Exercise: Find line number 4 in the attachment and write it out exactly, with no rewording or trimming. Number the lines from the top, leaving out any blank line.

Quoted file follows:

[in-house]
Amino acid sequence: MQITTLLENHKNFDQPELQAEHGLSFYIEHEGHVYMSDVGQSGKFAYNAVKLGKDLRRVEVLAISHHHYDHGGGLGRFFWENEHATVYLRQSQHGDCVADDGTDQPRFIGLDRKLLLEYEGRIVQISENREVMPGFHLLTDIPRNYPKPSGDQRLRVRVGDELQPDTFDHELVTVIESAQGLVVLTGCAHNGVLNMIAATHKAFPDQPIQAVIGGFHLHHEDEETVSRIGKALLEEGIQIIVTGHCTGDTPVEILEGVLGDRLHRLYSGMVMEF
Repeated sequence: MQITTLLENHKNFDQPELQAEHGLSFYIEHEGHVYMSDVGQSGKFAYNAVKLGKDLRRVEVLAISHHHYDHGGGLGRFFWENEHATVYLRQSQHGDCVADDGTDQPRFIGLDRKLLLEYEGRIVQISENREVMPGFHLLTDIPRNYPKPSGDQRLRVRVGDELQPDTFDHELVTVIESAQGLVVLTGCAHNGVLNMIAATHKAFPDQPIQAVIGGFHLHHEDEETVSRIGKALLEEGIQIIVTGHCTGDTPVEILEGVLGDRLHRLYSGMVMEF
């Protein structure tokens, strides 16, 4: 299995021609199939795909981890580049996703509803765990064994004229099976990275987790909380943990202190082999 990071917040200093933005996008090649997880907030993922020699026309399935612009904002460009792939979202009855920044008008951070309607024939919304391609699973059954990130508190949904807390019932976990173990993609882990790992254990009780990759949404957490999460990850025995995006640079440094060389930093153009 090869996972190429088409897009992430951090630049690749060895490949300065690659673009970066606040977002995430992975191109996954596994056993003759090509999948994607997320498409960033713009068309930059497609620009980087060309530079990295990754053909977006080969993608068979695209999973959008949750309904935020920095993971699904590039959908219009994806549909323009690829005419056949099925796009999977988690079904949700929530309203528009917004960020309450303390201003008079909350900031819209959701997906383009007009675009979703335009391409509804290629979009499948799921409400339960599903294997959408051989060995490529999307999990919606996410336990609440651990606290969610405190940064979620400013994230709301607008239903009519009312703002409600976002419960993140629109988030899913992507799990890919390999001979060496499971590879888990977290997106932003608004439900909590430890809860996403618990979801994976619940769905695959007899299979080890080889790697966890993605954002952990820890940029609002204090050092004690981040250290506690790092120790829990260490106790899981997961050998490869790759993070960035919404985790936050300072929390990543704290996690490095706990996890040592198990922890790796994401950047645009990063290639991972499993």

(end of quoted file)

């Protein structure tokens, strides 16, 4: 299995021609199939795909981890580049996703509803765990064994004229099976990275987790909380943990202190082999 990071917040200093933005996008090649997880907030993922020699026309399935612009904002460009792939979202009855920044008008951070309607024939919304391609699973059954990130508190949904807390019932976990173990993609882990790992254990009780990759949404957490999460990850025995995006640079440094060389930093153009 090869996972190429088409897009992430951090630049690749060895490949300065690659673009970066606040977002995430992975191109996954596994056993003759090509999948994607997320498409960033713009068309930059497609620009980087060309530079990295990754053909977006080969993608068979695209999973959008949750309904935020920095993971699904590039959908219009994806549909323009690829005419056949099925796009999977988690079904949700929530309203528009917004960020309450303390201003008079909350900031819209959701997906383009007009675009979703335009391409509804290629979009499948799921409400339960599903294997959408051989060995490529999307999990919606996410336990609440651990606290969610405190940064979620400013994230709301607008239903009519009312703002409600976002419960993140629109988030899913992507799990890919390999001979060496499971590879888990977290997106932003608004439900909590430890809860996403618990979801994976619940769905695959007899299979080890080889790697966890993605954002952990820890940029609002204090050092004690981040250290506690790092120790829990260490106790899981997961050998490869790759993070960035919404985790936050300072929390990543704290996690490095706990996890040592198990922890790796994401950047645009990063290639991972499993």